October 12, 2018
Genre/Categories: Historical Fiction, Holocaust, WW11, Jewish
Based on the true story of Lale and Gita Sokolov, two Slovakian Jews who meet at Auschwitz, this is a story of the determination to survive, hope, sacrifice, courage, and love. Lale is assigned to tattoo identification numbers onto the prisoner’s arms as they arrive in camp, and this is where he first meets Gita. This assignment gives him some privileges such as a bit of freedom and some extra food which he shares with the most desperate prisoners as he is able. His actions are extremely risky but he is able to save the lives of many prisoners. In the course of his time at camp, he falls deeply in love with Gita, and he is determined to ensure her survival as well. After liberation, Lale and Gita marry, have one son, and establish a home in Australia. They live a private life, and it is after Gita dies that Lale chooses to tell his memorable story.
Amazon Rating (October): 4.6 Stars
I’ve read a great deal of WW11 historical fiction. Each story is as compelling as the next. All the stories need to be heard. What makes The Tattooist of Auschwitz even more compelling is that the author was able to spend three years interviewing Lale Sokolov.
Despite being caught in a desperate and heartbreaking situation, Lale is able to survive in the camp because of his pleasant and positive personality, his sheer determination to live, his cunning and courage, and his remarkable attitude. Throughout this compelling story, Lale takes risks, makes sacrifices, and generously shares what he can to help others. Lale’s personality reminded me a little of Pino’s positive attitude in Beneath a Scarlet Sky.
A page turner, The Tattooist of Auschwitz is written in a straightforward way and in a simple story telling style. Its tone is lighter in comparison to some other Holocaust stories I’ve read (although there are obviously some sad passages).
The Tattooist of Auschwitz is recommended for fans of WW11 historical fiction, for readers who appreciate fictionalized versions of true stories, and for those who enjoy an unforgettable character and an unputdownable story filled with courage and hope.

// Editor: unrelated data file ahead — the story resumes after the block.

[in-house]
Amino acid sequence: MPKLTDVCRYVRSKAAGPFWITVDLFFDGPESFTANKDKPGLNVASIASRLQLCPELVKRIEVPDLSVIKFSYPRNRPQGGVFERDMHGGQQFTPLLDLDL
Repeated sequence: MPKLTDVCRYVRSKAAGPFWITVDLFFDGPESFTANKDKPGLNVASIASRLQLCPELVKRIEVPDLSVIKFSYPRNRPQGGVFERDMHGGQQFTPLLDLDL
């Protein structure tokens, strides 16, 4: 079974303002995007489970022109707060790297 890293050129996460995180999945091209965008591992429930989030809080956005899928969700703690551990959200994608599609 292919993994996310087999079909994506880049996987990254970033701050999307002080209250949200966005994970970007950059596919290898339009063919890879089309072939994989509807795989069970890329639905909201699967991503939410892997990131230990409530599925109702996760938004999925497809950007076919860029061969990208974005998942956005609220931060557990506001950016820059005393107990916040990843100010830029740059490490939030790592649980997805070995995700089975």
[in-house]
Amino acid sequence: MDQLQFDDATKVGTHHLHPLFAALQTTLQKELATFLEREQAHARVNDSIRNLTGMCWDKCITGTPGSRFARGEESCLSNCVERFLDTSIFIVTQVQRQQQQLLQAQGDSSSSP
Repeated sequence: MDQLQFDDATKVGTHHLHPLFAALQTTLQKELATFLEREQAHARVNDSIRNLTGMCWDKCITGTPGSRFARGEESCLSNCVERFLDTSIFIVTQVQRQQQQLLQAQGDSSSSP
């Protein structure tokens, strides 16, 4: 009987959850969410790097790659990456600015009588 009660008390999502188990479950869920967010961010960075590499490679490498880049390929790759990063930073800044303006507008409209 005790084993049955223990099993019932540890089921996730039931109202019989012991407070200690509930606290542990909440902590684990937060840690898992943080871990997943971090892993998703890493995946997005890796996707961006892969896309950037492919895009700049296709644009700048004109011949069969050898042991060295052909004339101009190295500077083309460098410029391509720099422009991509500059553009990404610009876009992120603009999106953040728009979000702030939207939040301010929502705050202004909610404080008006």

Here’s a brief YouTube video clip of Lale The Tattooist of Auschwitz in his own words.
***EDIT to ADD: Heather Morris has received criticism of her research for this book, and you can find one review here. I did not read this critique until after I had read and reviewed the book. I’m letting my review stand, but I want to include this review for perspective.
Several years ago I visited the Simon Wiesenthal Museum of Tolerance in Los Angeles, CA and was privileged to hear a Holocaust survivor give her talk. It was memorable and unforgettable. I hope that you can hear a similar first hand account if you haven’t already.
My Rating: 4 Stars (3 stars for writing, 5 stars for a compelling story, themes, and memorable character)
Meet the Author, Heather Morris
Heather Morris is a native of New Zealand, now resident in Australia. For several years, while working in a large public hospital in Melbourne, she studied and wrote screenplays, one of which was optioned by an Academy Award-winning screenwriter in the US. In 2003, Heather was introduced to an elderly gentleman who ‘might just have a story worth telling’. The day she met Lale Sokolov changed both their lives. Their friendship grew and Lale embarked on a journey of self-scrutiny, entrusting the innermost details of his life during the Holocaust to her. Heather originally wrote Lale’s story as a screenplay – which ranked high in international competitions – before reshaping it into her debut novel, The Tattooist of Auschwitz.
Do you read frequently in the WW11 histfic genre? Even though I love the genre, it’s not easy reading and can take an emotional toll.
Have you read The Tattooist of Auschwitz or is it on your TBR?
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